55 PERCENT OF BARLEY FARMERS BACK CANADA FREE MARKET

55 PERCENT OF BARLEY FARMERS BACK CANADA FREE MARKET

A majority of Canada's western farmers want free-market barley sales to the United States restored and outside the monopoly control of the Canadian Wheat Board.

This was the conclusion of a just-released survey following a controversial court decision last September that struck down a short-lived attempt by the previous Progressive Conservative federal government to allow free-market barley export sales to the United States.The so-called "continental market" for barley had been in place for about six weeks, since Aug. 1, before the Winnipeg-based wheat board took back full control.

The survey by the Dunvegan Group, a Calgary-based research firm, showed 55 percent of respondents favoring barley sales outside the control of the wheat board, while 32 percent said they backed the wheat board's monopoly.

Canadian barley exports to the U.S. have increased from 278,000 metric tons in 1988 to 473,000 metric tons in 1992. Barley is a coarse grain sold primarily as livestock feed and as a source of malt for beer.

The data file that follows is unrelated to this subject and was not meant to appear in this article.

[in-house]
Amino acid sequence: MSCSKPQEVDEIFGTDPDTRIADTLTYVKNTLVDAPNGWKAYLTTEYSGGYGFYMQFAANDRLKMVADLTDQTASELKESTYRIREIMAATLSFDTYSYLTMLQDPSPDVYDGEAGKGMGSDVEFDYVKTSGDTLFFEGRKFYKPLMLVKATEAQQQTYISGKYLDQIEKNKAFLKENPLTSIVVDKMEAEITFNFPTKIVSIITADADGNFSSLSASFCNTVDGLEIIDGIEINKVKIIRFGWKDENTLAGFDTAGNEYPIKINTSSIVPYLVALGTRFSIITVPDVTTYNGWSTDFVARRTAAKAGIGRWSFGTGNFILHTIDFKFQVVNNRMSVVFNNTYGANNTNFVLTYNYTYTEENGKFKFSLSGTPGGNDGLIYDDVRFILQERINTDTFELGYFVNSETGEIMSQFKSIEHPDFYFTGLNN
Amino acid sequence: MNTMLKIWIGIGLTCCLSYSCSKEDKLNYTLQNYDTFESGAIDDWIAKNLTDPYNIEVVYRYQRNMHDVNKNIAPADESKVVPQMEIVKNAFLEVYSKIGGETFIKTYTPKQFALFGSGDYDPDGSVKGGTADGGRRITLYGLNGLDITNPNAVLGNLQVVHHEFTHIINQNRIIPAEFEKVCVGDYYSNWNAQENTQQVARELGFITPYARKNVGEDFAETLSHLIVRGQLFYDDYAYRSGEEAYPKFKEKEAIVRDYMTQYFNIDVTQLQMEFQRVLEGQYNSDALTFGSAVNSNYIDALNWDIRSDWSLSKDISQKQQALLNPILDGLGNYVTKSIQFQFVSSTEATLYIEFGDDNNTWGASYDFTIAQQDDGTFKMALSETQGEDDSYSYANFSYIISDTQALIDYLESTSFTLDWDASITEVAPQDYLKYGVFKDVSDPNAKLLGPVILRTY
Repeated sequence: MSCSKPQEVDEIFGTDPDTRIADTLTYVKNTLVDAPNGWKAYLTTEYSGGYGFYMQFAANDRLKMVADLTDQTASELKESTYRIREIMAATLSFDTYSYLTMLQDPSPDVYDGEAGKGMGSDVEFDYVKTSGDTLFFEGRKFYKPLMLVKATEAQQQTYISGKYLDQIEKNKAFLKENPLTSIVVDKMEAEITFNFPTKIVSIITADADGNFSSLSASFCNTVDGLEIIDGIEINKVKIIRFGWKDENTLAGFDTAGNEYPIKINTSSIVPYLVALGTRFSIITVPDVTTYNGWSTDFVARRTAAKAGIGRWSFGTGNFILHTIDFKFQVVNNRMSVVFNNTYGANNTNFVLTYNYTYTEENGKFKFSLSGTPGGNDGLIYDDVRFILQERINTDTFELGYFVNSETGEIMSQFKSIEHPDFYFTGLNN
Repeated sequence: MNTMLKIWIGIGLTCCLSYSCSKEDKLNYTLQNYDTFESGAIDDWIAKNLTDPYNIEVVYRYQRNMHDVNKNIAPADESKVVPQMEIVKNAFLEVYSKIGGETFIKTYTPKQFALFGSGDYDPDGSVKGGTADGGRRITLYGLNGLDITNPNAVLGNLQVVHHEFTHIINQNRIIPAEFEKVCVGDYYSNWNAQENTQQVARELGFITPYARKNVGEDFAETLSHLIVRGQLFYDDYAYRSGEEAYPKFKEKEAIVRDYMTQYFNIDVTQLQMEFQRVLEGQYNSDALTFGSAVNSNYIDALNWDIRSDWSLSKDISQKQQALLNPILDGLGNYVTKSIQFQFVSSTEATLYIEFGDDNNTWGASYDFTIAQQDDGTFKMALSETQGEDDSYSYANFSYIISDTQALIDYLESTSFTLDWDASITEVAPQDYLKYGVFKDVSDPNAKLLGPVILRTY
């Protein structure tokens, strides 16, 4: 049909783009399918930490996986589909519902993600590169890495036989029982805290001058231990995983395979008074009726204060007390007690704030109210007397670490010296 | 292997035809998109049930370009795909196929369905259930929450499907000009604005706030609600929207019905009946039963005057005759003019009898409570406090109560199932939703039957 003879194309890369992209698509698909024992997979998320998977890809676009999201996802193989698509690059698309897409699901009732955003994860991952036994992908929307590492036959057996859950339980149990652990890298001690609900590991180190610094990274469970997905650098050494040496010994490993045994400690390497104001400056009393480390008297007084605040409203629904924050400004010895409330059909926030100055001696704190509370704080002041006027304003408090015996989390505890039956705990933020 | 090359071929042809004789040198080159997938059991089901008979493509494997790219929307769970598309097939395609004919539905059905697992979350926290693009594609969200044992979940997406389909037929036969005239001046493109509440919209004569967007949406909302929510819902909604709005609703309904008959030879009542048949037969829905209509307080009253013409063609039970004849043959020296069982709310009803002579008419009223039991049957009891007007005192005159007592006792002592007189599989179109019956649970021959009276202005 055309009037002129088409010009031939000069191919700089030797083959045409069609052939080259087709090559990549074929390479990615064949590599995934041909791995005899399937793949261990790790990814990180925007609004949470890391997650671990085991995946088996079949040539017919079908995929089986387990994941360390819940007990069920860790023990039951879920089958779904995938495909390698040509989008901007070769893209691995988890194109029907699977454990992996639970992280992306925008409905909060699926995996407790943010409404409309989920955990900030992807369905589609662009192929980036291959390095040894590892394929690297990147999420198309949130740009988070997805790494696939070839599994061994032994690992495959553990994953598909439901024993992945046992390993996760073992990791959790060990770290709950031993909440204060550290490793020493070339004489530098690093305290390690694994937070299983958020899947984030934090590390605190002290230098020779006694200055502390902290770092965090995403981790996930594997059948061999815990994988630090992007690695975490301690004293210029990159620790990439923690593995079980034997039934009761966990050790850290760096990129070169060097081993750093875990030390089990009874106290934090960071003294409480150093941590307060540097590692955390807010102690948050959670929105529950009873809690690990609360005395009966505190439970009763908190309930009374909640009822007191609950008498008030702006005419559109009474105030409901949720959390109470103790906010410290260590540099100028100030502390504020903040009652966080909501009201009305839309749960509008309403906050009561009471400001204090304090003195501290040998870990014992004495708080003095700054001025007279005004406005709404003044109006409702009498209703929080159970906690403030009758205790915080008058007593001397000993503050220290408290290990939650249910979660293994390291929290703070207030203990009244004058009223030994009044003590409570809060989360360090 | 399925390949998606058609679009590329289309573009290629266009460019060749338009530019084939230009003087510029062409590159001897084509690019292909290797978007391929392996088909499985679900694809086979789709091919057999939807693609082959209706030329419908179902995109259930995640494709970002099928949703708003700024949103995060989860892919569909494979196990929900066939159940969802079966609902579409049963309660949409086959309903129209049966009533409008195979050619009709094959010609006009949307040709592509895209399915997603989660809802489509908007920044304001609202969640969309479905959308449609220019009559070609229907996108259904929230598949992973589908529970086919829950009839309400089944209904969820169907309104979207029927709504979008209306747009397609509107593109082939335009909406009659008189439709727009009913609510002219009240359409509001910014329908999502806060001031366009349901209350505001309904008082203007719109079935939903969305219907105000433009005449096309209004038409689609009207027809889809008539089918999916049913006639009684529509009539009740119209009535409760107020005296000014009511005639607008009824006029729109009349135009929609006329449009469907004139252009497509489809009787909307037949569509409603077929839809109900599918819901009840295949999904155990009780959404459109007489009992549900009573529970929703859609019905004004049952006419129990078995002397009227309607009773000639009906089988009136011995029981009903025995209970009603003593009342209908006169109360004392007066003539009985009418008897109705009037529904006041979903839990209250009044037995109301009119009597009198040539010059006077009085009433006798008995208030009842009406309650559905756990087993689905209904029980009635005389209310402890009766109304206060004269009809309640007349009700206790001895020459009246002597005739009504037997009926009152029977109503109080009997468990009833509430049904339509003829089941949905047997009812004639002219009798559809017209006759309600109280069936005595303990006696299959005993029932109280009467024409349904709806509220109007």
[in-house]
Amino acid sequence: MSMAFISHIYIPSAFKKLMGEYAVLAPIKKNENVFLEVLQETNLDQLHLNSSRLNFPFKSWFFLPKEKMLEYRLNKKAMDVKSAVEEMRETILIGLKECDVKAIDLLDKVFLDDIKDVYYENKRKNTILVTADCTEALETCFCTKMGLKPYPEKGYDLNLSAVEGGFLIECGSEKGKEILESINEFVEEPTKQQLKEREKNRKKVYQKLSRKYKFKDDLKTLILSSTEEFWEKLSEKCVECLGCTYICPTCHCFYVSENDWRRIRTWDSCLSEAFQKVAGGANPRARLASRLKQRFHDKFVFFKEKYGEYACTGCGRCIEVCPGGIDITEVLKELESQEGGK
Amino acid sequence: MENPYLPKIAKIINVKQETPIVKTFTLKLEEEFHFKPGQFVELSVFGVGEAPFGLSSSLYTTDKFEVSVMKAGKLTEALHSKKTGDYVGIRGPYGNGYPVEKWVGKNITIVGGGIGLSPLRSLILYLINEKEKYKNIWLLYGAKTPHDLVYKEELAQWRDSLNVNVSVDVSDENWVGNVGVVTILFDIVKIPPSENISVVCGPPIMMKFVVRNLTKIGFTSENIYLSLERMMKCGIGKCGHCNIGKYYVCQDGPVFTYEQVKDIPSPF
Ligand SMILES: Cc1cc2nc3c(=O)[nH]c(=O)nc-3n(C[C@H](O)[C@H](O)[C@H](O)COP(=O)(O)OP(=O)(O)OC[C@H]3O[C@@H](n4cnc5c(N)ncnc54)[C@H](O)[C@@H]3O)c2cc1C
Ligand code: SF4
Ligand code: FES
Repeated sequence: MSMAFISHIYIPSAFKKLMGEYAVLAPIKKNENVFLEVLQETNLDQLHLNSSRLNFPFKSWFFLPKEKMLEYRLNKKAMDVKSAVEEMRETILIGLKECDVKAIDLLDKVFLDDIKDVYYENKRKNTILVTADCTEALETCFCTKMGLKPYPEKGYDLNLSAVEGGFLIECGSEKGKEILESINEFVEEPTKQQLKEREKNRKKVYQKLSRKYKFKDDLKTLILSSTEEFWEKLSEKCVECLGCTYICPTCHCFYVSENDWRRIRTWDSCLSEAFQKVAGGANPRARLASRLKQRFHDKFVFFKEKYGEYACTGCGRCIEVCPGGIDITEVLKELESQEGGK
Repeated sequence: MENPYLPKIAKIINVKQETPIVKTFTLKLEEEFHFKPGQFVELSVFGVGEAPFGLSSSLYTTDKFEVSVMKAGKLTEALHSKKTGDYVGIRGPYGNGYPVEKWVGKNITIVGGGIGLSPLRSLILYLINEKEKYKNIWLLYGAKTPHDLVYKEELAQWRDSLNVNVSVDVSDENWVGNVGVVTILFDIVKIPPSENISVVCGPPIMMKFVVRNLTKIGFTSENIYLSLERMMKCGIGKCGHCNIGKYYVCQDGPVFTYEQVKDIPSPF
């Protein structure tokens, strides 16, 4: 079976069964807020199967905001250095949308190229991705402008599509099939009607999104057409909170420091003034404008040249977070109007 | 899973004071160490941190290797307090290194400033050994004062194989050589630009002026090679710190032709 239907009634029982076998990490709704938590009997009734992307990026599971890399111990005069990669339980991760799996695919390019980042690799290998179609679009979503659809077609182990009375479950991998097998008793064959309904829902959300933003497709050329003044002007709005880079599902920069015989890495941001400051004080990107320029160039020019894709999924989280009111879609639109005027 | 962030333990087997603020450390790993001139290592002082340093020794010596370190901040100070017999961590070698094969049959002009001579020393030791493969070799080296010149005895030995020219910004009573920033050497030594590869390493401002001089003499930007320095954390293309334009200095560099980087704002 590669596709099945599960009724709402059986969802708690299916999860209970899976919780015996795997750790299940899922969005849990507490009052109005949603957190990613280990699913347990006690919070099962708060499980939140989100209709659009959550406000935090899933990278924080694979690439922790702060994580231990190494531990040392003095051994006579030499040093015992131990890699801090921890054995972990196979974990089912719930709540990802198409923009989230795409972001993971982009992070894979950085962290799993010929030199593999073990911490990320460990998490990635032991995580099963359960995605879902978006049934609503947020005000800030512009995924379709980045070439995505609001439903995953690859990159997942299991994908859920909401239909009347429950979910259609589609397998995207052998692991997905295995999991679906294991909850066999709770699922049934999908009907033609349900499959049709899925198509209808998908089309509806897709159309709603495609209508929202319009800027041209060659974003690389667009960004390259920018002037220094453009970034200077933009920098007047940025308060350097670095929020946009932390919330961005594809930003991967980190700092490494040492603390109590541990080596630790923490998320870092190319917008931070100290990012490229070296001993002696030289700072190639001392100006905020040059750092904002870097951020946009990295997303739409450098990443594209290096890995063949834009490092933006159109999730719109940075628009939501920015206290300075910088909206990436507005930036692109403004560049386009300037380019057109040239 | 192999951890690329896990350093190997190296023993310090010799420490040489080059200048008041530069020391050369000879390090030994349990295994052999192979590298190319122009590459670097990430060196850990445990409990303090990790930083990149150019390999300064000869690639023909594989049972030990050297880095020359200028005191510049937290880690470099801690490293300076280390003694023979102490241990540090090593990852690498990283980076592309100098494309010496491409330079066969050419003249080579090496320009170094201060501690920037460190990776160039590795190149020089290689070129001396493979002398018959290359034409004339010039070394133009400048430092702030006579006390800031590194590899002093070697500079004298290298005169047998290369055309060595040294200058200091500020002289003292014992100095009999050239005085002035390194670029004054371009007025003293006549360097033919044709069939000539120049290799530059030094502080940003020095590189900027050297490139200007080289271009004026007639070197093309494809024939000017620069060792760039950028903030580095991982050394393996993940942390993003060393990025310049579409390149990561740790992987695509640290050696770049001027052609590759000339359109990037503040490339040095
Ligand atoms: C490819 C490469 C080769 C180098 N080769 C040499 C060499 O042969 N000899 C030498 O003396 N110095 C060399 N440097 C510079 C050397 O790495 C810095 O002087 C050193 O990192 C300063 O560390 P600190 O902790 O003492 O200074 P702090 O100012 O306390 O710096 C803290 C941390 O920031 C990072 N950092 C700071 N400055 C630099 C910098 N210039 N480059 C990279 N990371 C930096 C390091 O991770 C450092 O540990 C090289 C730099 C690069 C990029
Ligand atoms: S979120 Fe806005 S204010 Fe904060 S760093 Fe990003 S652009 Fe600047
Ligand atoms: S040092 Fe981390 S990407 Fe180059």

Alberta barley producers had led the drive for reform of the marketing system on the grounds that the wheat board had failed to capitalize on opportunities, especially to significantly boost sales to U.S. brewers.

But wheat pools from Saskatchewan, Alberta and Manitoba successfully challenged the initiative.

A federal court ruled that the free-market decision was illegal because it was made unilaterally by the federal agriculture department rather than being passed in Parliament.

While the wheat pools hailed the court ruling, the former Tory government launched an appeal. But the new Liberal government in power since November said it will not proceed with this appeal.